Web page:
Tuesday, May 23, 2017

King Arthur Movie Review: A New Take On Retelling The Arthurian Legend With Stunning Special Effects

 THERE HAVE been many movies about the Arthurian legend, like “Knights of the Round Table” (1953) with Robert Taylor and Ava Gardner, “Excalibur” (1981) with Liam Neeson and Helen Mirren, “First Knight” (1995) with Sean Connery and Julia Ormond, “Prince Valiant” (1954) with Robert Wagner and (1997) with Stephen Moyer, and “King Arthur” (2004) with Clive Owen and Keira Knightley. There was also an animated film, “The Sword in the Stone” (1963) based on the classic “The Once and Future King” by T.H. White, a Broadway musical turned into film “Camelot” (1967), and a comedy, “Monty Python and the Holy Grail” (1975.)

We now have another retelling of the Arthurian legend in “King Arthur, the Legend of the Sword”, and the difference is that it is directed by Guy Ritchie (also co-writer of the screenplay), who had successful modernized versions of Sherlock Holmes starring Robert Downey Jr., both big hits. His version is not based on any of the previous works on King Arthur but his own take on how the legendary king of Camelot started.


It is obviously an origin story preparing for a franchise, with the ending showing Arthur building the round table where he and his knights would congregate. But the possibility of a sequel is a big IF and depends on whether this first movie will be a box office hit. And judging from the results in the U.S., it's not very encouraging. It was made with the huge budget of $175 million but has earned only $22 million so far, quickly eclipsed by "Alien Covenant" that raked in $36 million just on its opening week.

Some of the elements in past Arthurian stories are here, notably the sword Excalibur, The Lady of the Lake, Mordred, Uther Pendragon. But Guinevere, Merlin and the other knights like Lancelot and Galahad have yet to show up. To show Arthur’s beginnings, we see him as a little boy who witnesses the death of his dad (Eric Bana) in the hands of his own brother, Vortigern (Jude Law), an echo of what happened to Simba in “The Lion King”.

Vortigern uses black magic for his evil schemes and connives with a three-faced witch with the body of a slimy octopus with countless tentacles. He also doesn’t hesitate to kill his own loved ones just to perpetuate himself in power as the King. The boy Arthur gets to escape from him by floating like Baby Moses on a small boat along the river Thames. He is later found and taken care of by ladies of the night in a brothel.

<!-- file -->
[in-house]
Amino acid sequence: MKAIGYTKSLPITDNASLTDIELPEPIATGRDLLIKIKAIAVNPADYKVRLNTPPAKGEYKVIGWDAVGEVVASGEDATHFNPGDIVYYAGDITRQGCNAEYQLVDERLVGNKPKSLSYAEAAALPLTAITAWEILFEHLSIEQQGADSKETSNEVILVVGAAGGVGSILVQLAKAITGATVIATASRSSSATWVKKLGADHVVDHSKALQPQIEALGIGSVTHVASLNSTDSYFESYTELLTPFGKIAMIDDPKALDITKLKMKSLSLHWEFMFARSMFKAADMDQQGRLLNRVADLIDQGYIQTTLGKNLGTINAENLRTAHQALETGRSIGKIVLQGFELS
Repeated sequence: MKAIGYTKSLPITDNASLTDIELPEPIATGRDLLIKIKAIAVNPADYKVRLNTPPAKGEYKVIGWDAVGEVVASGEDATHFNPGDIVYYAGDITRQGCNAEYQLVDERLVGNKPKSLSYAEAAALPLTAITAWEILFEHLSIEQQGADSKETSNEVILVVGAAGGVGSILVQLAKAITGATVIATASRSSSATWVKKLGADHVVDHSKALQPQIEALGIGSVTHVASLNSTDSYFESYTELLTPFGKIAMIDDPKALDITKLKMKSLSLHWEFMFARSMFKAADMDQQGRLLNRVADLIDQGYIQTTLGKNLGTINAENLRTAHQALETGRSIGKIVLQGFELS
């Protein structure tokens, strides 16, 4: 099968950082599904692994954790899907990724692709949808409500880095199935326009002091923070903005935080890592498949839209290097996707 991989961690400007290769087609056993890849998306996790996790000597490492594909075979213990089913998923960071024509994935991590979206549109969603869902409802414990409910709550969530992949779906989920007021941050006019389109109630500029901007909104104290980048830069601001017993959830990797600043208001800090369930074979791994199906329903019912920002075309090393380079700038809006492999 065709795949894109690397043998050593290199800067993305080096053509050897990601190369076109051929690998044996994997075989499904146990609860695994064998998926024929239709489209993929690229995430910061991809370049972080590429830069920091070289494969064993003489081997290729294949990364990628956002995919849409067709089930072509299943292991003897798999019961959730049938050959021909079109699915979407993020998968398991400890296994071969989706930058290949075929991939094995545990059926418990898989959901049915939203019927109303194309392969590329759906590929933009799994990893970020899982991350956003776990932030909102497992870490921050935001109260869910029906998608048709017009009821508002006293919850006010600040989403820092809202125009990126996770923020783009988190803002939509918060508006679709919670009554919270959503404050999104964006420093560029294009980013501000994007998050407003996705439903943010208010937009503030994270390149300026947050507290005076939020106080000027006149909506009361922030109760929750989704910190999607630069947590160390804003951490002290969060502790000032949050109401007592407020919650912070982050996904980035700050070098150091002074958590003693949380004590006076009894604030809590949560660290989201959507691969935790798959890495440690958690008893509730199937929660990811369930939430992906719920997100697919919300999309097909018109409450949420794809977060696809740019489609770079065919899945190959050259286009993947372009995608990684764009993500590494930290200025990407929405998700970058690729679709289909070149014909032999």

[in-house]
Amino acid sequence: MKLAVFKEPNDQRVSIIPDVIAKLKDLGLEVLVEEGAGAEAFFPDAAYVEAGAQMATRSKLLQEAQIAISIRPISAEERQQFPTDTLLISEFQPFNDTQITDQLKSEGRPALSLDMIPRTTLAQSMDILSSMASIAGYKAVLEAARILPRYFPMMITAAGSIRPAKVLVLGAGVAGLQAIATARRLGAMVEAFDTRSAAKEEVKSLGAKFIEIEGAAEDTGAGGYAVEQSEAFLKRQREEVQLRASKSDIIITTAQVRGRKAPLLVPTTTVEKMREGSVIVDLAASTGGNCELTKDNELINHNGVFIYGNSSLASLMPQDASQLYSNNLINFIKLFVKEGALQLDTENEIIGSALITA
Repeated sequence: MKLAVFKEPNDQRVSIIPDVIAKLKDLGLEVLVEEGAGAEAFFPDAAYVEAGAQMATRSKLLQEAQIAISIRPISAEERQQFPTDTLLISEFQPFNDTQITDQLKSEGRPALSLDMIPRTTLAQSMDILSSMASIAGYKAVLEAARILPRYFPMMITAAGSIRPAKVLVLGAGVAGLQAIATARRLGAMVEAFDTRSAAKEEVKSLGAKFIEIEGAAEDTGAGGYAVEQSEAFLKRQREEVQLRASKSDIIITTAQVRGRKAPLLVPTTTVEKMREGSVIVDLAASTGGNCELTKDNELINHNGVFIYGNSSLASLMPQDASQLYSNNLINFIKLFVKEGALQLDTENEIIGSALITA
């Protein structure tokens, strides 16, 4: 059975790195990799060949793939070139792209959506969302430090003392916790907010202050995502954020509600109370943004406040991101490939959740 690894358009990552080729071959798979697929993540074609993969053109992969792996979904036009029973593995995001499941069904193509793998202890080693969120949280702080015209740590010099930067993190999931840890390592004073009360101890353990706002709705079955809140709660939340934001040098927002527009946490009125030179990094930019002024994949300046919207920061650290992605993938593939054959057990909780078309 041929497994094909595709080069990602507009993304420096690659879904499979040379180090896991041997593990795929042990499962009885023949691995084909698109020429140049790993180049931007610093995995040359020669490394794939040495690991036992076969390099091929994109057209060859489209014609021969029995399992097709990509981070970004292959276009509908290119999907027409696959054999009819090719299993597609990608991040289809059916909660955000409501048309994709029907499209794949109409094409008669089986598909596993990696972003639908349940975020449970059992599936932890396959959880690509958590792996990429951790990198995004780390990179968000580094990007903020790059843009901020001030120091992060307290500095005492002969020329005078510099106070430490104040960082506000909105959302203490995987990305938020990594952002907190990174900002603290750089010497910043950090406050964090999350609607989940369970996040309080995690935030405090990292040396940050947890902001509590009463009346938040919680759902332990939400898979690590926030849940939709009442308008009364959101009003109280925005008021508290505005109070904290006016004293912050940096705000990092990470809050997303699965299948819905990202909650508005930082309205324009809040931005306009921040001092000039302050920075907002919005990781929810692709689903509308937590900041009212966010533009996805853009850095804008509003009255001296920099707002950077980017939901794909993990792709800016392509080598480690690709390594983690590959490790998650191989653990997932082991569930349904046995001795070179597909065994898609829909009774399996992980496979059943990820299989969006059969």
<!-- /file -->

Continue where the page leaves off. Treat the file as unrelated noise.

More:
Many years later, the waters in a river recede and reveal the big rock where the sword Excalibur got stuck after Arthur’s father died. All males are brought to the site and whoever can pull out the sword from the stone will be revealed to be Vortigern’s missing nephew who then has to be killed for Vortigern to remain in power.

Of course, it is so easy for Arthur to pull out the sword as he is the true heir of the murdered king, so he is immediately held captive for a beheading. But there are secret forces aiming to help him, including the female magician who can control animals (Astrid Berges Frisbey), Sir Bedivere (Djimon Hounsou), Chinese George (Tom Wu) and Goosefat Bill (Aidan Gillen of “Game of Thrones”). They help Arthur escape and they then lead the resistance to bring down Vortigern.
In telling the story, Ritchie uses brief and frequent flash forwards to keep things moving briskly.

Sometimes, the style of taking narrative jumps gets too flashy and some viewers who are more used to linear storytelling might be turned off by it. For action fans, Ritchie makes sure the film is throbbing with frenetic energy with plenty of fight scenes and battle scenes. Arthur is seen fighting all sorts of giant animals in one sequence.

Visually, the film’s look is a stunningly well realized Medieval setting and the special effects are spectacular and entertaining, like the gigantic elephants used in the opening battle sequence. The pacing is very fast, like the quick montage showing the boy Arthur growing up as a street kid raised by prostitutes in Londinium.

Visually, the film’s look is a stunningly well realized Medieval setting and the special effects are spectacular and entertaining, like the gigantic elephants used in the opening battle sequence. The pacing is very fast, like the quick montage showing the boy Arthur growing up as a street kid raised by prostitutes in Londinium.

Charlie Hunnam (“Pacific Rim”, “Crimson Peak”) is serviceable as King Arthur, but it’s as if there’s a missing element in him and we can’t help thinking that an actor with greater charisma would have done more wonders for the role.

Jude Law does better as the villain. He has worked well with Guy Ritchie before as Dr. Watson in the “Sherlock Holmes” films. In the 2003 movie, “Cold Mountain”, Jude was the lead actor and Hunnam was playing a small supporting role. Now, the tables have been turned and it’s Jude who's supporting Hunnam.

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